6. #36
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    They've made standard rack mounted systems if that helps anything

    It's really not as centralised a platform as you dudes perceive it, you should check out the videos where they speak about it, they claim both hardware and software advances in order to achieve this kind of latency.

    I believe the public beta starts soon, so we'll just have to wait and see

  7. #37
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    Quote Originally Posted by igor View Post
    they claim both hardware and software advances in order to achieve this kind of latency.
    Claims are one thing.

    Delivery's another. Unless they've got the sort of money epicRealm had in hand, they're not going to last past the beta.

    Everyone keen on this keeps missing the math.

    It's a brutal reality and software and hardware "advances" do NOT offset the way the Connected Internet actually works.

    1Gbit links will only be able to handle about 500 people tops.
    Keeping it local means you're going to have to handle thousands. 10Gbit links will give you about 4000 or so (Most stuff can't COPE with 10Gbit stuff full-on, not to mention the packet overheads will trim about 1/4 of the peak "speed" on the links... We're still struggling on how to best do packet analysis at near wire speeds at Tektronix, my current day job, in the 10Gb realm....)- that's 4000 or so for a major metripolitan area's main ISP. So you could probably serve MAYBE 12k people within a town the size of Dallas, TX. Seriously.

    Realistic? Not on your life.

  8. #38
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    this will go nowhere.
    a) Latency
    b) Latency
    c)Bandwidth
    d) cloud is just a buzz word.
    e) remember the disaster called 'thin clients' in the 90s? Same stuff
    f) remember 'smart terminals' in the 70s&80s? same stuff

    this is made of failure to rip off investors.

  9. #39
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    I don't have much to say here since you all already got my points.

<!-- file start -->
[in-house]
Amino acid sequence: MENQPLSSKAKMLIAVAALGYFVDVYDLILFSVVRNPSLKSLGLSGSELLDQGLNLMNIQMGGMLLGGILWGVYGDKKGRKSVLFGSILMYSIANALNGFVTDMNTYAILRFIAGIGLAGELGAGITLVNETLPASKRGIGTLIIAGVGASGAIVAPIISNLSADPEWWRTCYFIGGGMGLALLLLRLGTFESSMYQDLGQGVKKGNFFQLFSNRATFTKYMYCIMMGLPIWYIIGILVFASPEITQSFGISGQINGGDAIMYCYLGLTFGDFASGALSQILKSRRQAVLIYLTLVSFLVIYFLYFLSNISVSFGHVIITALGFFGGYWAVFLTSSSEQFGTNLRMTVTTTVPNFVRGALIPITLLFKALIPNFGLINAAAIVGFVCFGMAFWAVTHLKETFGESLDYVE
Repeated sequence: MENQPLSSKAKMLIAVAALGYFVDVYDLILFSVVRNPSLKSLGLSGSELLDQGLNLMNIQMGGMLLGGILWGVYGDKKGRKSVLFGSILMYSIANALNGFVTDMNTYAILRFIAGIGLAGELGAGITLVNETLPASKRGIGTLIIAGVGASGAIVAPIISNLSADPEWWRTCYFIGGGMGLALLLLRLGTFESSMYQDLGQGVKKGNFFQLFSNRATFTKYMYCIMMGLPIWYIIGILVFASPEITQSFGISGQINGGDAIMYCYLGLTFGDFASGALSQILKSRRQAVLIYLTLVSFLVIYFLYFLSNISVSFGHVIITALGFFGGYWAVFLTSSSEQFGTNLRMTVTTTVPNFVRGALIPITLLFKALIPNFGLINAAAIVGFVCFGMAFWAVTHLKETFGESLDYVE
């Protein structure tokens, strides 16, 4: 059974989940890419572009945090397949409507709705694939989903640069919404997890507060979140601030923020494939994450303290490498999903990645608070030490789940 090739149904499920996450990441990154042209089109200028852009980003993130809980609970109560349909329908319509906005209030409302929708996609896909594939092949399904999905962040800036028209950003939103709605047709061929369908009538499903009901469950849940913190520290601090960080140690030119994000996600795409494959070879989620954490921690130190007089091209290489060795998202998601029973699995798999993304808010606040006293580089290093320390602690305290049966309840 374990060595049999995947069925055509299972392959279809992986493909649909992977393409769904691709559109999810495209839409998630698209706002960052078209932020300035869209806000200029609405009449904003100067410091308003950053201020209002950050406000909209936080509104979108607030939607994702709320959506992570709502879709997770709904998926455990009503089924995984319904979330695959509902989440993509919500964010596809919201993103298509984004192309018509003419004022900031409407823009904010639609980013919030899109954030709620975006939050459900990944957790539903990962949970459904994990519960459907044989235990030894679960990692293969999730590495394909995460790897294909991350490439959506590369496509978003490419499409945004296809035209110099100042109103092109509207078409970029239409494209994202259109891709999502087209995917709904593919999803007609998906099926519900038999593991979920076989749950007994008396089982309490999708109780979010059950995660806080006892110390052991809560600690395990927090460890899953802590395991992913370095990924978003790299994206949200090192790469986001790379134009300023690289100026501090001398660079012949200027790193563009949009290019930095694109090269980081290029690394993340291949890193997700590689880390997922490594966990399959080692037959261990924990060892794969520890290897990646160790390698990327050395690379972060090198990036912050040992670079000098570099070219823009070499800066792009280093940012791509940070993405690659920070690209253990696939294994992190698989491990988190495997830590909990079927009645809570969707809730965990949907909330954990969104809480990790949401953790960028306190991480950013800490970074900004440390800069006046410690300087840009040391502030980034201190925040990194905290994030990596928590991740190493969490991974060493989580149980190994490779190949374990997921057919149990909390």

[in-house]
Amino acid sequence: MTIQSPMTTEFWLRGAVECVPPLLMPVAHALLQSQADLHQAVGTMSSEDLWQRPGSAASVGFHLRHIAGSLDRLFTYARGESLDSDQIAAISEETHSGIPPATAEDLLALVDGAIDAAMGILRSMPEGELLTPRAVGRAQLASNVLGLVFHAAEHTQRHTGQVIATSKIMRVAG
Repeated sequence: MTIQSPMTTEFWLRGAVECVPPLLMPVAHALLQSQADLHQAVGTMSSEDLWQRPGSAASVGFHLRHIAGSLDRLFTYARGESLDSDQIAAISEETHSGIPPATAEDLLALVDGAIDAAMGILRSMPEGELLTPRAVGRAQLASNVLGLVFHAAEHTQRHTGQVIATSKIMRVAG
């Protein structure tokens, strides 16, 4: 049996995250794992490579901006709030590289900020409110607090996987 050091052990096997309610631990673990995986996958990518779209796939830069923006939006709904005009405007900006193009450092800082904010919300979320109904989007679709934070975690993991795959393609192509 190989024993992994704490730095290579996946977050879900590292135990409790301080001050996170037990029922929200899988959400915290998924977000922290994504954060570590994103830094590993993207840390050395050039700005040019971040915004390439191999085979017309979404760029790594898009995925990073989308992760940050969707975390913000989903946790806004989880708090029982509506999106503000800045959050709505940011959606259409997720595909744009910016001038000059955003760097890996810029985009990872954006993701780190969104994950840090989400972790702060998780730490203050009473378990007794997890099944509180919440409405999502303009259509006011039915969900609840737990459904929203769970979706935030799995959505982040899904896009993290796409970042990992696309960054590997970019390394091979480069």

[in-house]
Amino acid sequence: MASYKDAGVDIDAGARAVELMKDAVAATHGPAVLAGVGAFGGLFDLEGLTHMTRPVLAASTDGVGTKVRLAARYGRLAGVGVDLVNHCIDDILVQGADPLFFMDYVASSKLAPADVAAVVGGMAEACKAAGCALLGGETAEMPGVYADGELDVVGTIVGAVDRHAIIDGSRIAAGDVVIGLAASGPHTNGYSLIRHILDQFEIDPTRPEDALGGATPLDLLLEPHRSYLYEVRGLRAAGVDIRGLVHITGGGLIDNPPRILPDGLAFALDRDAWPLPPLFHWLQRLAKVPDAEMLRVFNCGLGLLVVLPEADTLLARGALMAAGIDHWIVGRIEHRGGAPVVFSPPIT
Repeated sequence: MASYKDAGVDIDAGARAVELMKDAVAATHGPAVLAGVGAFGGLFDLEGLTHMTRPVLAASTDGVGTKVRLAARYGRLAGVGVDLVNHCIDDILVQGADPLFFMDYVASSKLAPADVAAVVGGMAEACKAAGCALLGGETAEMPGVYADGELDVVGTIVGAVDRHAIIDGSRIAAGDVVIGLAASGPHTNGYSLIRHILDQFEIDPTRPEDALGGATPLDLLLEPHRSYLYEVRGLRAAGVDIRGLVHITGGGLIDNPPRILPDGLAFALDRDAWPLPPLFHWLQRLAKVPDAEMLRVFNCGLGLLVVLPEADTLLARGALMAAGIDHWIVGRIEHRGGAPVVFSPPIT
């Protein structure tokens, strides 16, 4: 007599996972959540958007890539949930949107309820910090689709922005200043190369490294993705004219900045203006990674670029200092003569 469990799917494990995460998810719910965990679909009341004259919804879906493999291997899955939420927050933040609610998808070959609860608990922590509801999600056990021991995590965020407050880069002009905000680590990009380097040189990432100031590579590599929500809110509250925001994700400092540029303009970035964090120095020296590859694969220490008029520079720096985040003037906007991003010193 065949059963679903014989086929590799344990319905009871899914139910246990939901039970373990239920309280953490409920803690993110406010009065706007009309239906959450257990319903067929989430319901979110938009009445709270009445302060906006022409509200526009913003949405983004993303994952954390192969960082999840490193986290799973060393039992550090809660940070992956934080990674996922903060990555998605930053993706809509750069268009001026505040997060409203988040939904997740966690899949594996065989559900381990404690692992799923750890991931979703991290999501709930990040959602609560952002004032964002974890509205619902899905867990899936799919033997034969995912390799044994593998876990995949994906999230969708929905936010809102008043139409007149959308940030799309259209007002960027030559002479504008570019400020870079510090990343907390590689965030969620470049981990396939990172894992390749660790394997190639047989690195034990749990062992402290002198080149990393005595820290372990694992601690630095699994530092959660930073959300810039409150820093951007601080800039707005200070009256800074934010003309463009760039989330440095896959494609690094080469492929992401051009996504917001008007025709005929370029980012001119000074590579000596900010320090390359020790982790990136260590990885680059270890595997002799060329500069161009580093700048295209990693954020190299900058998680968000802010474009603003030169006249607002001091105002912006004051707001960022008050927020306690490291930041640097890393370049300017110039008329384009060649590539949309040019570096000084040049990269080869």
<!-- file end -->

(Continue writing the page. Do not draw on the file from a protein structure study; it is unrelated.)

It seems like quite an ambitious project, however the 1 thing that will perhaps be the unwinding point of this.
    Networking
    Think about where they demoed it! at GDC! Which means this was done in a hall with a very fast dedicated connection to the internet. Even if they had that, it's still the fact that it was basically an in-house demo of the product, which means most likely GIGABIT LAN speeds.
    Years ago I tried streaming games over TightVNC using 8-bit color, Hextile encoding (by trial and error, this was the fastest I came up with), I got 4 boxes that were never in sync and updated every 1 or more seconds. Imagine that, at least 10 times slower.
    The very logistics of it seem to boggle the mind. I would have loved to have been there (and I get an excused absence (even credit!) from school for going) to see how much stuff these demo'ers knew about the product they're selling. They better have had a lead tech there!

    EDIT: Discard my foresight, it seems to betray me.
    I foresee this as probably a separate dedicated server and a separate client on the same network (slingbox anyone?). Server does all the legwork, streaming it to the client, that's the only way that they could combat all the lag the internet produces. At that point, you might as well save a few hundred bucks and build your own box.

    I do see the need for them to get industry support, after all, what good is a product that has no titles at launch?
    I for one will hold back on developing for this until it's proven and reliable.

    ... I guess I had more to say than I thought.

    EDIT: Okay, I didn't really look at the site all the way through before writing, now I have. I just don't know how this is really going to work over the internet, games are all about instant command and reaction. Ever try to shoot someone in Quake3 on a laggy network?

    EDIT 2: God, can you think of the bandwidth that ISP's would have to push if this service became popular? I shudder to think of at least 20 people doing this in an area simultaneously, or even 2+ people simultaneously on the same connection.
    Last edited by me262; 03-27-2009 at 06:19 PM. Reason: Post site lookover.

  10. #40
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    Quote Originally Posted by Kevin View Post
    This is a huge deal and could mean that Linux gamers finally step on Microsoft's face and finally get the gaming fix they have waited so long for.
    By that logic, I have been playing Burnout on Linux for ages - my PS3 is plugged into a TV card- I play on Linux using tvtime!